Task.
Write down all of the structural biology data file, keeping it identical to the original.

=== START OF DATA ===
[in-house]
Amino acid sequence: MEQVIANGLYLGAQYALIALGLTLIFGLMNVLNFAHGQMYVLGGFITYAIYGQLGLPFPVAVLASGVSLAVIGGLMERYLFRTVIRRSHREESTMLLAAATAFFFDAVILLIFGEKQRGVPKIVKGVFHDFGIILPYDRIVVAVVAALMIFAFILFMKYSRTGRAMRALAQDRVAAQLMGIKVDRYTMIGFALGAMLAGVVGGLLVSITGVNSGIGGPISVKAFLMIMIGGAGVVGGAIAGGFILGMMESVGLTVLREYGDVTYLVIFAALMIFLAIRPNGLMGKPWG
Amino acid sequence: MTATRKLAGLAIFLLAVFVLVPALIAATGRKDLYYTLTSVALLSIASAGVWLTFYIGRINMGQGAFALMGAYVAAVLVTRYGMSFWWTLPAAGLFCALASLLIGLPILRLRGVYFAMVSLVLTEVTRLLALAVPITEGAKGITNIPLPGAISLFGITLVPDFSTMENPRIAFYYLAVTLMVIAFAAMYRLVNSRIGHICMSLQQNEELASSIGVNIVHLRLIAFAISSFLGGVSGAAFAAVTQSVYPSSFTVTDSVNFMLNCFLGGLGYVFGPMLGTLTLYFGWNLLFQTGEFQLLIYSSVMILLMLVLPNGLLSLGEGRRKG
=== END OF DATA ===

[in-house]
Amino acid sequence: MEQVIANGLYLGAQYALIALGLTLIFGLMNVLNFAHGQMYVLGGFITYAIYGQLGLPFPVAVLASGVSLAVIGGLMERYLFRTVIRRSHREESTMLLAAATAFFFDAVILLIFGEKQRGVPKIVKGVFHDFGIILPYDRIVVAVVAALMIFAFILFMKYSRTGRAMRALAQDRVAAQLMGIKVDRYTMIGFALGAMLAGVVGGLLVSITGVNSGIGGPISVKAFLMIMIGGAGVVGGAIAGGFILGMMESVGLTVLREYGDVTYLVIFAALMIFLAIRPNGLMGKPWG
Amino acid sequence: MTATRKLAGLAIFLLAVFVLVPALIAATGRKDLYYTLTSVALLSIASAGVWLTFYIGRINMGQGAFALMGAYVAAVLVTRYGMSFWWTLPAAGLFCALASLLIGLPILRLRGVYFAMVSLVLTEVTRLLALAVPITEGAKGITNIPLPGAISLFGITLVPDFSTMENPRIAFYYLAVTLMVIAFAAMYRLVNSRIGHICMSLQQNEELASSIGVNIVHLRLIAFAISSFLGGVSGAAFAAVTQSVYPSSFTVTDSVNFMLNCFLGGLGYVFGPMLGTLTLYFGWNLLFQTGEFQLLIYSSVMILLMLVLPNGLLSLGEGRRKG